Previously, I wrote about the promise of using Client SSL Certificates for authentication. With this post, we start down the road of actually putting this in practice.
The first step is to set up a Certificate Authority (CA). That sounds fancy, but it’s really just a key pair where the private key is used to sign a client’s public key in the form of certificate that’s later used for verification between the browser and the server.
The process of generating a CA is simple:
Be sure to keep CA.key secure. You will need it on the server if you want to auto create the client certificates, but in effect it’s the root password for you app, so treat it as such!
The CA is used for signing the client’s public key. In simple terms the process is composed of two parts:
A signing algorithm is used to create a signature, really just a blob of data created from the data to be signed (in this case the client’s public key) and the signer’s private key (in this case the CA key).
Given the original data, the signers public key, and the signature a signature verifying algorithm can verify that the signer’s private key created that signature.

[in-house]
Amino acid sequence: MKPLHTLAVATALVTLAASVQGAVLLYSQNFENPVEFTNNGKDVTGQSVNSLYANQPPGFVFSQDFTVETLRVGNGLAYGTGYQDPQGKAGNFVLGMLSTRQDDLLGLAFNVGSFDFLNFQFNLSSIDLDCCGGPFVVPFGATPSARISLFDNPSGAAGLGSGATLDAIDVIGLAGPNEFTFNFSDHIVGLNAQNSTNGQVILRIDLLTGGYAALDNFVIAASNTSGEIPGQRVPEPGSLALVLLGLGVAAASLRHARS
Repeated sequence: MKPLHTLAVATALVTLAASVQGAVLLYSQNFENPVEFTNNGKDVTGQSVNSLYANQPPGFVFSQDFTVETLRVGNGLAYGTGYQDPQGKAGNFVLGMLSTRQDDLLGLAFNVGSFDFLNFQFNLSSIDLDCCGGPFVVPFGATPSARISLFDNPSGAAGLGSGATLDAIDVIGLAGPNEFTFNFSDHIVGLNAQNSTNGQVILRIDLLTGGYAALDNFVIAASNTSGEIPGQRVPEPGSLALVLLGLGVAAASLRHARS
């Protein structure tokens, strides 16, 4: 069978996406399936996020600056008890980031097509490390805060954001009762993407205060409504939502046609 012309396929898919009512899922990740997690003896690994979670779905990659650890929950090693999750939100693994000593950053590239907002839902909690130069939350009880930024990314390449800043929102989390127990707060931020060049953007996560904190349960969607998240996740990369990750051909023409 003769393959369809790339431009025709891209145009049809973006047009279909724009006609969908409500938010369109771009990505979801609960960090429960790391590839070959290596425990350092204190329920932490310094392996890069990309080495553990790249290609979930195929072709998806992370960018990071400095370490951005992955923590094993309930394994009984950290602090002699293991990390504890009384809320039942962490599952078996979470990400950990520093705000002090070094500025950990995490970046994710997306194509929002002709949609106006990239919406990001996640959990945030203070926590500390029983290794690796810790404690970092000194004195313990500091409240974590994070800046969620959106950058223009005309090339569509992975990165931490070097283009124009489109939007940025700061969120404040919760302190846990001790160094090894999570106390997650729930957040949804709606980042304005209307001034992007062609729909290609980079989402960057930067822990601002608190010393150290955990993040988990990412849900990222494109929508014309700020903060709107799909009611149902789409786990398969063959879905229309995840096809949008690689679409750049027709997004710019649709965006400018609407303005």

The math is complex, but the Wikipedia in-depth write-up on how Digital signatures work.
For the purposes of a web application that generates client certificates, we can stop right here. However, do get a sense of the flow, let’s walk through the rest of the process.
Creating a client certificate is a three step process.
- Generate a public key pair for the client.
- Generate a Certificate Signing Request (CSR) from the public key.
- Sign the CSR with the CA key creating the client certificate.
Later we’ll do this in Ruby, but process using the openssl command line tool looks like this:
Create a key-pair:
Use that key to create the CSR:
You’ll be prompted for a bunch information, the defaults are fine we’re not going to be using this for anything.
Finally, use the CA to sign the CSR, generating the client certificate:
However, if you actually run that, it will fail. Before you can use
ca command, you need a bunch of configuration. It needs a
database to keep track of issued and revoked certificates, and a
handful of other details. That additional configuration and
infrastructure that’s beyond the scope of this post and completely
unnecessary for how we’re going to use client certificates.
However, for now you can get close to what we’re going to do with:
Now that we have the CA files, we’ll use them in the next post configure Apache.
- Ca Setup and Signing (you’re reading it)
- Apache Configuration
- Client Certificate Generation in Ruby
- Best practices